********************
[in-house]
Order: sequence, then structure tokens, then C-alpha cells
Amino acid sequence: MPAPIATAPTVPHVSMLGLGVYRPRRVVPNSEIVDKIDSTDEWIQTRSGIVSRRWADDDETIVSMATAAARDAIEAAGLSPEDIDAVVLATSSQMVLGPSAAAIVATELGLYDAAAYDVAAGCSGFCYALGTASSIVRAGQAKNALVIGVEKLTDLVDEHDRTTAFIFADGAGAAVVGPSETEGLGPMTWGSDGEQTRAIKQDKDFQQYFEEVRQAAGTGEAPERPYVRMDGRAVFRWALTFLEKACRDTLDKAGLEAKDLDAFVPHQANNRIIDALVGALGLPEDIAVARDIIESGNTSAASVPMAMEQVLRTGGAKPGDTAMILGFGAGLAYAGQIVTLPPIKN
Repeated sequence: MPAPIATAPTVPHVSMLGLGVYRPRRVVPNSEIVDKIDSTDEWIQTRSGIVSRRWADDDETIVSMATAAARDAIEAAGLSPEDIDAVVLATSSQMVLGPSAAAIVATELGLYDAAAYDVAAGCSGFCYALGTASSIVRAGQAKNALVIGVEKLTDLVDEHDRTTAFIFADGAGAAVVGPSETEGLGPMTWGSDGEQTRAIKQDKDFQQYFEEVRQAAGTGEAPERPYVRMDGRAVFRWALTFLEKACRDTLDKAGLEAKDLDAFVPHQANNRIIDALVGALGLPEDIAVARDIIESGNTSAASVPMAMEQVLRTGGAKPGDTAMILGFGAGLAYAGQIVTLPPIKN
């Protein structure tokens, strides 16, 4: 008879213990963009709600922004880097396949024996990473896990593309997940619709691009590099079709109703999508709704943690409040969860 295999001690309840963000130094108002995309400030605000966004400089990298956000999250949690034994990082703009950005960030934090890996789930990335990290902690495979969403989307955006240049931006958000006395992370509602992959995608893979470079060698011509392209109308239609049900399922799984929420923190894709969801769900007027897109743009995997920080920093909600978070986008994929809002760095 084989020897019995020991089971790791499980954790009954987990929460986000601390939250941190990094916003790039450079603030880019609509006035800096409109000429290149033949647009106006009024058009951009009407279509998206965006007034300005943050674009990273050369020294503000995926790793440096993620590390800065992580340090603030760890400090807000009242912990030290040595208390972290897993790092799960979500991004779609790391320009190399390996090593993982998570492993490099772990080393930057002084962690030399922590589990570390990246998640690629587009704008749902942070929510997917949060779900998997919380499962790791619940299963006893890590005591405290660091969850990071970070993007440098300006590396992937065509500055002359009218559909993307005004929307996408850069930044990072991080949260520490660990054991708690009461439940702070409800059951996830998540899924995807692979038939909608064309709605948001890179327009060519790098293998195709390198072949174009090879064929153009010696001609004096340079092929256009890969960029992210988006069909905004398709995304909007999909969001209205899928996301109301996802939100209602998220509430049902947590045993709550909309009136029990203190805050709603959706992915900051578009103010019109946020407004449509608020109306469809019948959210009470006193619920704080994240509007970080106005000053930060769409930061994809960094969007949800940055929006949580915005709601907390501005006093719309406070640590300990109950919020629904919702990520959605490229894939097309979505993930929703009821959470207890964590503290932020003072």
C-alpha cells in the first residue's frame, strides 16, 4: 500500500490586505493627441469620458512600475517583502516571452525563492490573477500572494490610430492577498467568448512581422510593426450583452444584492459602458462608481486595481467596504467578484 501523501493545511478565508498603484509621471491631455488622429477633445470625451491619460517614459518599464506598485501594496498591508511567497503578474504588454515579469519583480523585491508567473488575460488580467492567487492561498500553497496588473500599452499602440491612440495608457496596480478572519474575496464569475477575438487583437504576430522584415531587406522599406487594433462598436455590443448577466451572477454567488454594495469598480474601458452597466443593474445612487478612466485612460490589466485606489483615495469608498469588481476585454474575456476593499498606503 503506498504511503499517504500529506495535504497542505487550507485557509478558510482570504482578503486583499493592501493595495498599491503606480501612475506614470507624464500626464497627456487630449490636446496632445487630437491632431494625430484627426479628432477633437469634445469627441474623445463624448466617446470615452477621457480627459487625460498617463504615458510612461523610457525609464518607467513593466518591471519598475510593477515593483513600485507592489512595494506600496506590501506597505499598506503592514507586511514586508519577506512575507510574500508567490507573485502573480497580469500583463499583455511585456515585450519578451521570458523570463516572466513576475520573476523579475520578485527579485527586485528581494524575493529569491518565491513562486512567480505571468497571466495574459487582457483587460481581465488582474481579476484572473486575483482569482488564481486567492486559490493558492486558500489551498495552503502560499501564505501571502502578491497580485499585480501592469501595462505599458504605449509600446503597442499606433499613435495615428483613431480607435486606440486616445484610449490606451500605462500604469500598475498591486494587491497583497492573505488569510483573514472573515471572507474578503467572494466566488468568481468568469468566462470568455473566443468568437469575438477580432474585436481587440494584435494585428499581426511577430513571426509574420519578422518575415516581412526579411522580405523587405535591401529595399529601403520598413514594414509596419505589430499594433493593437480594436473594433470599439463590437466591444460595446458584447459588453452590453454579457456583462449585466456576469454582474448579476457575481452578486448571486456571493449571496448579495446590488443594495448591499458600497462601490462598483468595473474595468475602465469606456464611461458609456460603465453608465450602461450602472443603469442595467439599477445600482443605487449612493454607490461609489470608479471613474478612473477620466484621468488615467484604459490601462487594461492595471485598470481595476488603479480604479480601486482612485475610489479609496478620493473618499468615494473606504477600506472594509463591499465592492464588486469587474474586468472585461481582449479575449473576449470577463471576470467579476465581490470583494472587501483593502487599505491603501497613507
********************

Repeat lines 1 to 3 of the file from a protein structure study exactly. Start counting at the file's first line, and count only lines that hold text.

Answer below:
[in-house]
Order: sequence, then structure tokens, then C-alpha cells
Amino acid sequence: MPAPIATAPTVPHVSMLGLGVYRPRRVVPNSEIVDKIDSTDEWIQTRSGIVSRRWADDDETIVSMATAAARDAIEAAGLSPEDIDAVVLATSSQMVLGPSAAAIVATELGLYDAAAYDVAAGCSGFCYALGTASSIVRAGQAKNALVIGVEKLTDLVDEHDRTTAFIFADGAGAAVVGPSETEGLGPMTWGSDGEQTRAIKQDKDFQQYFEEVRQAAGTGEAPERPYVRMDGRAVFRWALTFLEKACRDTLDKAGLEAKDLDAFVPHQANNRIIDALVGALGLPEDIAVARDIIESGNTSAASVPMAMEQVLRTGGAKPGDTAMILGFGAGLAYAGQIVTLPPIKN